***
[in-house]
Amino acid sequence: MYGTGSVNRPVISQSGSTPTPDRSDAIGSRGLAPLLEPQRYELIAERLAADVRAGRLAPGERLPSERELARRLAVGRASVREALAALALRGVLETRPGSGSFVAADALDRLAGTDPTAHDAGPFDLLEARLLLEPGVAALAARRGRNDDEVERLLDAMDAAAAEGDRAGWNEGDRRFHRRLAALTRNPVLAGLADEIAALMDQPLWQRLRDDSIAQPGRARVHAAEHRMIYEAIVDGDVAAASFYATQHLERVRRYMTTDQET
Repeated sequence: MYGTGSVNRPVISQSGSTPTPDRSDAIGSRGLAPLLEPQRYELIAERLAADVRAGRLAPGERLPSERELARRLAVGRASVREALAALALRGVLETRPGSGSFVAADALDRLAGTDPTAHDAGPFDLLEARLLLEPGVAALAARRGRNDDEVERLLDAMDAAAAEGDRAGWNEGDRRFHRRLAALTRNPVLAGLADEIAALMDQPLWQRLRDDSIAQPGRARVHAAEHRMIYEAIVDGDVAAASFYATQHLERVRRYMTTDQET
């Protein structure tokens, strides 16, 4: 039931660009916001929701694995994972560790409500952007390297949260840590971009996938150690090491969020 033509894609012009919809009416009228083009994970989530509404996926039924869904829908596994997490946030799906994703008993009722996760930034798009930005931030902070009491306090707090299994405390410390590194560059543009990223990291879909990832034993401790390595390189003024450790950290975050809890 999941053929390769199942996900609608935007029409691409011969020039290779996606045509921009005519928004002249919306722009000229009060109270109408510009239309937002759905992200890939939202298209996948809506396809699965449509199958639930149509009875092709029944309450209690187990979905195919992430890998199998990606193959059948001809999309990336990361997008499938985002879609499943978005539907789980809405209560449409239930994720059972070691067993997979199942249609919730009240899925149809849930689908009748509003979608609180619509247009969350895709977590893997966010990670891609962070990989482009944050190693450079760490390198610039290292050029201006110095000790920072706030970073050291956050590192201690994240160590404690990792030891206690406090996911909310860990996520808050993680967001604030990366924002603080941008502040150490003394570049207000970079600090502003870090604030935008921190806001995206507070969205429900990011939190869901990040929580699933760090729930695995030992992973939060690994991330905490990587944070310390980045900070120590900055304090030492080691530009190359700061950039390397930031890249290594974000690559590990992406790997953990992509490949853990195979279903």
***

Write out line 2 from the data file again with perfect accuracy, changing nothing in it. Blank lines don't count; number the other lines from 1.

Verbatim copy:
Amino acid sequence: MYGTGSVNRPVISQSGSTPTPDRSDAIGSRGLAPLLEPQRYELIAERLAADVRAGRLAPGERLPSERELARRLAVGRASVREALAALALRGVLETRPGSGSFVAADALDRLAGTDPTAHDAGPFDLLEARLLLEPGVAALAARRGRNDDEVERLLDAMDAAAAEGDRAGWNEGDRRFHRRLAALTRNPVLAGLADEIAALMDQPLWQRLRDDSIAQPGRARVHAAEHRMIYEAIVDGDVAAASFYATQHLERVRRYMTTDQET